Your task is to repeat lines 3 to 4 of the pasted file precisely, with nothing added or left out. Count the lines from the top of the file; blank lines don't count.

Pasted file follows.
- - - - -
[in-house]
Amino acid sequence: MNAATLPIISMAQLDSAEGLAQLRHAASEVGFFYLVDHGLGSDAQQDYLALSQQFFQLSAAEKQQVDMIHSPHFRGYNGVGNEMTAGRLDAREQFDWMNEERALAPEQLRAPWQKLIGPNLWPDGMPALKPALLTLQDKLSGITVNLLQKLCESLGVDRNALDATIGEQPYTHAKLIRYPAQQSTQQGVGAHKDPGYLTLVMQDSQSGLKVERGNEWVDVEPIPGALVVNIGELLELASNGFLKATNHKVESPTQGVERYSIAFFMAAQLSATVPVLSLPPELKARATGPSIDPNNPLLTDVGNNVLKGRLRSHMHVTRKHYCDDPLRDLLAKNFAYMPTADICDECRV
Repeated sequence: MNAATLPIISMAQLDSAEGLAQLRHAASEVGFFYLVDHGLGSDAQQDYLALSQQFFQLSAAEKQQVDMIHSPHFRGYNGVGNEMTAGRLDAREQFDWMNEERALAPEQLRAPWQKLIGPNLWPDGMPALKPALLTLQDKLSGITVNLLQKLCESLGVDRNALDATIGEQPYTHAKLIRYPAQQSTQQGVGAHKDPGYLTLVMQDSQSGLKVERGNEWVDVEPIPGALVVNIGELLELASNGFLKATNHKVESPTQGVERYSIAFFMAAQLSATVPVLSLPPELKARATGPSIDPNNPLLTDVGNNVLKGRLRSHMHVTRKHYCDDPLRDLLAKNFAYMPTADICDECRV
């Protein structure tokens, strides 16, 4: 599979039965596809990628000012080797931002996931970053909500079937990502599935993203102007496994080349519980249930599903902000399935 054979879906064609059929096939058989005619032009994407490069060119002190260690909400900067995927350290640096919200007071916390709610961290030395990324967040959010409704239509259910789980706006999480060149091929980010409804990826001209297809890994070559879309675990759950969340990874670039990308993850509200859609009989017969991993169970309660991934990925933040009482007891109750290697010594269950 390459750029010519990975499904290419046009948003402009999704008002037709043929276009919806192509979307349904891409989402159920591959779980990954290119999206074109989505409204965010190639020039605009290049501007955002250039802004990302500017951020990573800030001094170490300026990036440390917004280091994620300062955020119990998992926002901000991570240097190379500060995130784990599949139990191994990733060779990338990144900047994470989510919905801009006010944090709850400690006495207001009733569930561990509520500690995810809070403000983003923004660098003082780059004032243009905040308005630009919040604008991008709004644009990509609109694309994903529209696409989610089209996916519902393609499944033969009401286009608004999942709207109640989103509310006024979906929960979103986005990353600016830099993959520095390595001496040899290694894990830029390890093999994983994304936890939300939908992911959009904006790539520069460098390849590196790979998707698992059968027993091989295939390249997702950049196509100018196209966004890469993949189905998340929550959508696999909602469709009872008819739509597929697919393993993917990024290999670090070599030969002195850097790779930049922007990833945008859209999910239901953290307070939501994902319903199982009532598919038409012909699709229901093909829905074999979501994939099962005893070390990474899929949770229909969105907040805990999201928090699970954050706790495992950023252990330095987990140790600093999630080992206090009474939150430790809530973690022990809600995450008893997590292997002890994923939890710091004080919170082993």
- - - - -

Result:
Repeated sequence: MNAATLPIISMAQLDSAEGLAQLRHAASEVGFFYLVDHGLGSDAQQDYLALSQQFFQLSAAEKQQVDMIHSPHFRGYNGVGNEMTAGRLDAREQFDWMNEERALAPEQLRAPWQKLIGPNLWPDGMPALKPALLTLQDKLSGITVNLLQKLCESLGVDRNALDATIGEQPYTHAKLIRYPAQQSTQQGVGAHKDPGYLTLVMQDSQSGLKVERGNEWVDVEPIPGALVVNIGELLELASNGFLKATNHKVESPTQGVERYSIAFFMAAQLSATVPVLSLPPELKARATGPSIDPNNPLLTDVGNNVLKGRLRSHMHVTRKHYCDDPLRDLLAKNFAYMPTADICDECRV
């Protein structure tokens, strides 16, 4: 599979039965596809990628000012080797931002996931970053909500079937990502599935993203102007496994080349519980249930599903902000399935 054979879906064609059929096939058989005619032009994407490069060119002190260690909400900067995927350290640096919200007071916390709610961290030395990324967040959010409704239509259910789980706006999480060149091929980010409804990826001209297809890994070559879309675990759950969340990874670039990308993850509200859609009989017969991993169970309660991934990925933040009482007891109750290697010594269950 390459750029010519990975499904290419046009948003402009999704008002037709043929276009919806192509979307349904891409989402159920591959779980990954290119999206074109989505409204965010190639020039605009290049501007955002250039802004990302500017951020990573800030001094170490300026990036440390917004280091994620300062955020119990998992926002901000991570240097190379500060995130784990599949139990191994990733060779990338990144900047994470989510919905801009006010944090709850400690006495207001009733569930561990509520500690995810809070403000983003923004660098003082780059004032243009905040308005630009919040604008991008709004644009990509609109694309994903529209696409989610089209996916519902393609499944033969009401286009608004999942709207109640989103509310006024979906929960979103986005990353600016830099993959520095390595001496040899290694894990830029390890093999994983994304936890939300939908992911959009904006790539520069460098390849590196790979998707698992059968027993091989295939390249997702950049196509100018196209966004890469993949189905998340929550959508696999909602469709009872008819739509597929697919393993993917990024290999670090070599030969002195850097790779930049922007990833945008859209999910239901953290307070939501994902319903199982009532598919038409012909699709229901093909829905074999979501994939099962005893070390990474899929949770229909969105907040805990999201928090699970954050706790495992950023252990330095987990140790600093999630080992206090009474939150430790809530973690022990809600995450008893997590292997002890994923939890710091004080919170082993």